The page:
• 17. Water conservation refers to reducing the usage of water and recycling of waste water for different purposes such as cleaning, manufacturing and irrigation. Water conservation helps save energy, protect wild animals, and prevent people from using so much water that it cannot be replaced with rain. Water is the source of life for every living thing.
  • 18. SUSTAINABILITY WHAT IS SUSTAINABILITY? The use of various strategies for employing existing resources optimally so that that a responsible and beneficial balance can be achieved over the longer term. Within a business context, economic sustainability involves using the assorted assets of the company efficiently to allow it to continue functioning profitability over time.
  • 19. WATER AND SUSTAINABILITY How does water play a role in sustainable communities? In a sense, the concept of sustainability is quite simple. It refers to whether or not some aspect of the community continues to work over time at an acceptable level of service. For water service, this would mean that water continues to be available for the period for which it was designed, in the same quantity and at the same quality and the same cost as designed. If a person can turn the tap on over 15 or 20 years time and the water comes out at the same rate and quality, and at the same cost, as the day the system was commissioned, then it is a sustainable supply . • These attributes of sustainability for water supplies can be divided into three main components: • Water Quantity • Water Quality • The Cost of Water Treatment
  • 20. MOVEMENTS ON WATER NARMADA BACHAO ANDOLAN is a social movement consisting of adivasis, farmers, environmentalists, and human rights activists against a number of large dams being built across the Narmada river. The river flows through the states of Gujarat, Maharashtra, and Madhya Pradesh in India. Sardar Sarovar Dam in Gujarat is one of the biggest dams on the river and was one of the first focal points of the movement. Friends of River Narmada is the unofficial website of the NBA. Their mode of campaign includes hunger strikes and garnering support from film and art personalities. Narmada Bachao Andolan, with its leading spokespersons Medha Patkar and Baba Amte, received the Right Livelihood Award in 1991.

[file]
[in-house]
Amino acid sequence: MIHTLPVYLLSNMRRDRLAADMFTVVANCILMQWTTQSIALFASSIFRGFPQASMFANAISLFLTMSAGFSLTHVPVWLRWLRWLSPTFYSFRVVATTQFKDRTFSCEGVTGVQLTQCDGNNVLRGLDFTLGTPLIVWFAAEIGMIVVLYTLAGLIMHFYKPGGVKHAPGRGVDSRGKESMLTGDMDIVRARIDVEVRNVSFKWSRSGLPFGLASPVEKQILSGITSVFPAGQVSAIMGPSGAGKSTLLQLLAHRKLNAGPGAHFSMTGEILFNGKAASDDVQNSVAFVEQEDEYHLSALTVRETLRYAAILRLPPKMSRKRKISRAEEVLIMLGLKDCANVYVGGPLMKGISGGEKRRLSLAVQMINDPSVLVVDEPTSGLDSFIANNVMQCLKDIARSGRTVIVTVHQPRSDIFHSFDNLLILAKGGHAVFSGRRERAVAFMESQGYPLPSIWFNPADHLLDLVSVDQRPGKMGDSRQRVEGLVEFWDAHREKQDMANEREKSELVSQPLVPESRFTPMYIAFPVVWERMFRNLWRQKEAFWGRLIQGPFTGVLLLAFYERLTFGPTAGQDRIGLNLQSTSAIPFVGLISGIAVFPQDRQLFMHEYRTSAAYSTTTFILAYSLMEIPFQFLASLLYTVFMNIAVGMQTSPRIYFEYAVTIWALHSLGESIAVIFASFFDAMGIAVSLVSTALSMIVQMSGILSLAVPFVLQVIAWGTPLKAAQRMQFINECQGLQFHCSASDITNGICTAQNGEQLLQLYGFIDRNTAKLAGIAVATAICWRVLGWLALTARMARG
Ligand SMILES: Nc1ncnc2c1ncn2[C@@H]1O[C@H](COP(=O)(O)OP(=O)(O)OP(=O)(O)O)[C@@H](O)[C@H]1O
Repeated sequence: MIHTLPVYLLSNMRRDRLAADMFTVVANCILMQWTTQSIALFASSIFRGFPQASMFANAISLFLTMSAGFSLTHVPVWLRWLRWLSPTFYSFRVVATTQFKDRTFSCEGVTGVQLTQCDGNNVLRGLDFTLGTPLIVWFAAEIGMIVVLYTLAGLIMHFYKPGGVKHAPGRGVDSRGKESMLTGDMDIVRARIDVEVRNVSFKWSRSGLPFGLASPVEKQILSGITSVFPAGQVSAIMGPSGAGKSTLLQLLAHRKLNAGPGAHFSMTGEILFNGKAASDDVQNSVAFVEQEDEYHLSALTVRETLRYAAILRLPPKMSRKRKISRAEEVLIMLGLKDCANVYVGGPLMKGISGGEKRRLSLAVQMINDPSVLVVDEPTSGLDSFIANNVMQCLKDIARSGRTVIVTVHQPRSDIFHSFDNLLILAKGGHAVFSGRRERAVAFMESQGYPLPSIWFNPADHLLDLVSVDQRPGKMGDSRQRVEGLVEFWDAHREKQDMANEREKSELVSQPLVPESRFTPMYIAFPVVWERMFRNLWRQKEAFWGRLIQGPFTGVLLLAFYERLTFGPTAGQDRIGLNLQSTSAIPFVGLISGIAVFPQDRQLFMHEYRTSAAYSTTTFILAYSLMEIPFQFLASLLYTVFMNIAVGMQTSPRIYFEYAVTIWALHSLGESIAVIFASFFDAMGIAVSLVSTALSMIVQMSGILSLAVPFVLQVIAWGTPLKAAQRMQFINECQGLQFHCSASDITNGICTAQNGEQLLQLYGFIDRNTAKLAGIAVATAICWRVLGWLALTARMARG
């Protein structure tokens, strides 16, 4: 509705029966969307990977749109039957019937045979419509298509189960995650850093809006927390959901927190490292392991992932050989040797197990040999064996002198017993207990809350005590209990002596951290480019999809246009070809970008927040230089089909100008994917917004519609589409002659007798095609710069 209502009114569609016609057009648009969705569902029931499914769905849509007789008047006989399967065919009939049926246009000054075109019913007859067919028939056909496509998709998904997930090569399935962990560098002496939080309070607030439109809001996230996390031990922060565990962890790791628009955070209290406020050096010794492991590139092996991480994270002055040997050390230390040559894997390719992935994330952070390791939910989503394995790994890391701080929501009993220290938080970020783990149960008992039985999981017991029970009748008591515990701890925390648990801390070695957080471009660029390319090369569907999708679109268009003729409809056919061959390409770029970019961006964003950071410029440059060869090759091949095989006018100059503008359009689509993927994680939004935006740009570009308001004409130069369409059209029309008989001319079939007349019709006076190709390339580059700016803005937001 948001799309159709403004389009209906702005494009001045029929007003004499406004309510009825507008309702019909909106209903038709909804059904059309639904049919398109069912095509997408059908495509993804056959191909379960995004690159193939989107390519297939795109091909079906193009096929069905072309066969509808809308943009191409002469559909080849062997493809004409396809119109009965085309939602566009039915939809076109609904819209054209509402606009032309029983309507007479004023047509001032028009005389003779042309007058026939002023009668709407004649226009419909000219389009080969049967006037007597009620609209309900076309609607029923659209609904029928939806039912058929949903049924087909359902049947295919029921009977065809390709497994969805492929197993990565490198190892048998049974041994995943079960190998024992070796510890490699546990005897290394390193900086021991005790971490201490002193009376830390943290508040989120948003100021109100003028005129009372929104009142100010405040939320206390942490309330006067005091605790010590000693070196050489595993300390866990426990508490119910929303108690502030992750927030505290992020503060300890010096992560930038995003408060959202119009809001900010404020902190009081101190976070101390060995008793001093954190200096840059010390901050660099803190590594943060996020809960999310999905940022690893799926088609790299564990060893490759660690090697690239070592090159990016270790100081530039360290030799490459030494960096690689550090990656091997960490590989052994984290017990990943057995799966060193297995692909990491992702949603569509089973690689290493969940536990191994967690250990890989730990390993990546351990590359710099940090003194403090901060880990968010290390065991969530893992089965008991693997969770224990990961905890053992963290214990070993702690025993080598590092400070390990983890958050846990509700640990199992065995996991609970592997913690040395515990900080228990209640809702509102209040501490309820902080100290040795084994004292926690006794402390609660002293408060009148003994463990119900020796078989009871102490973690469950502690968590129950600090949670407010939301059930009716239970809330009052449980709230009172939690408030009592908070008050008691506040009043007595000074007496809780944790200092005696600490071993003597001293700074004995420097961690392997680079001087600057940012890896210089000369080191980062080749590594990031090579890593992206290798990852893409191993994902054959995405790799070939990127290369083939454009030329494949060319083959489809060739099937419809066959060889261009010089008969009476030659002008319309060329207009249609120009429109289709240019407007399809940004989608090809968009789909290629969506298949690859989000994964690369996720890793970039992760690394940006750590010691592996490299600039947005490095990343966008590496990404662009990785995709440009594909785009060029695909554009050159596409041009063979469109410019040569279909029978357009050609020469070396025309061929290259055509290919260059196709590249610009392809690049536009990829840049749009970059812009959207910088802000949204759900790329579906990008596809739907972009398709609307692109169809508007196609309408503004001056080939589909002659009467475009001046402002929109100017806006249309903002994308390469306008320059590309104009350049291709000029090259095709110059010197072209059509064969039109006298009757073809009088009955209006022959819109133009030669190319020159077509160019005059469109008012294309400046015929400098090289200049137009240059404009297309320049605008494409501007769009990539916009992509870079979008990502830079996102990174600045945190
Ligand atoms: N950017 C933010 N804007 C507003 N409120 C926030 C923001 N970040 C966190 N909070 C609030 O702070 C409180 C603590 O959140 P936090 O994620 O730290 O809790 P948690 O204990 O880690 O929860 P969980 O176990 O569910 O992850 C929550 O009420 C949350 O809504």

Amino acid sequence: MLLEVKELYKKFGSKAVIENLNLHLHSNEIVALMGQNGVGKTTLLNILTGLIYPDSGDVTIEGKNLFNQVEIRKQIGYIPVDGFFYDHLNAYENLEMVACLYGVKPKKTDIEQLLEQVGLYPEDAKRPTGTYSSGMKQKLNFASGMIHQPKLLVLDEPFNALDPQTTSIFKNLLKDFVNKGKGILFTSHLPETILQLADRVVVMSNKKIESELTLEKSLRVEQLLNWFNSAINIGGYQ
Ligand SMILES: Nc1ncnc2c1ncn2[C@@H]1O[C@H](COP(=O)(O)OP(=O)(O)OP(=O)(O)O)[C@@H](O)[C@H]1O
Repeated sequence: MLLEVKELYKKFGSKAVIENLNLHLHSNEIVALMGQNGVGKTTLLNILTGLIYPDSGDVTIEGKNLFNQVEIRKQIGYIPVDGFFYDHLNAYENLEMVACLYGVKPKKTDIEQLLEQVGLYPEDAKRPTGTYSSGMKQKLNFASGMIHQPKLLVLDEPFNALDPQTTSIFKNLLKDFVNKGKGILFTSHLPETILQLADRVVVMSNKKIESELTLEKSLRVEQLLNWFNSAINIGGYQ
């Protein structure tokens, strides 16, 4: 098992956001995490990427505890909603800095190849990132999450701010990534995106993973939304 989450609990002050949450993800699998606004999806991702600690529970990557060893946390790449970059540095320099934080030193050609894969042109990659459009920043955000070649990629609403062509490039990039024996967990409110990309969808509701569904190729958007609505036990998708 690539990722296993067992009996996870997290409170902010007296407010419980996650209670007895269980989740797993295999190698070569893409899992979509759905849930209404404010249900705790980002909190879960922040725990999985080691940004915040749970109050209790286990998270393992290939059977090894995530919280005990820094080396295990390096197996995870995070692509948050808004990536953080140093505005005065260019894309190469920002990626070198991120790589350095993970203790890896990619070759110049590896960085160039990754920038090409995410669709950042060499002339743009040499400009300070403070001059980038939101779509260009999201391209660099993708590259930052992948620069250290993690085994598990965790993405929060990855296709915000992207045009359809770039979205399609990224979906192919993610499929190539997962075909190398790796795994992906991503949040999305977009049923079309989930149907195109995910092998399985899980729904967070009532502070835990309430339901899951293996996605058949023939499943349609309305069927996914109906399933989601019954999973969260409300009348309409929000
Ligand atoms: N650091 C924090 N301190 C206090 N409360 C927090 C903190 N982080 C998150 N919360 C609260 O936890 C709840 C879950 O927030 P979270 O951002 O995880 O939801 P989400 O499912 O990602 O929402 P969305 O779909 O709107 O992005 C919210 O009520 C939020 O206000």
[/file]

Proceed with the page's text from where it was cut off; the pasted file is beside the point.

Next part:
• 21. Formation There were groups such as Gujarat-based Arch-Vahini (Action Research in Community Health and Development) and Narmada Asargrastha Samiti (Committee for people affected by the Narmada dam), Madhya Pradesh-based Narmada Ghati Nav Nirman Samiti (Committee for a new life in the Narmada Valley) and Maharashtra-based Narmada Dharangrastha Samiti (Committee for Narmada damaffected people) who either believed in the need for fair rehabilitation plans for the people or who vehemently opposed dam construction despite a resettlement policy. While Medha Patkar established Narmada Bachao Andolan in 1989, all these groups joined this national coalition of environmental and human rights
  • 22. SUPREME COURT’S VERDICT:---- "The Narmada Bachao Andolan has rendered a yeoman's service to the country by creating a high-level of awareness about the environmental and rehabilitation and relief aspects of Sardar Sarovar and other projects on the Narmada. But, after the court verdict it is incumbent on it to adopt a new role. Instead of 'damning the dam' any longer, it could assume the role of vigilant observer to see that the resettlement work is as CRITICISM:-humane and painless as possible and that the environmental The Narmada dam's benefits aspects are taken due care of." include provision of drinking water, power generation and irrigation facilities. However, the campaign led by the NBA activists has held up the project's completion, and the NBA supporters have attacked on local people who accepted compensation for moving. Others have argued that the Narmada Dam protesters are little more than environmental extremists who use pseudoscientific agitprop to scuttle the development of the region and that the dam will provide agricultural benefits to millions of poor in India. There had also been instances when the NBA activists turned violent and attacked rehabilitation officer from Narmada Valley Development Authority (NVDA) and caused damage to the contractor's machinery.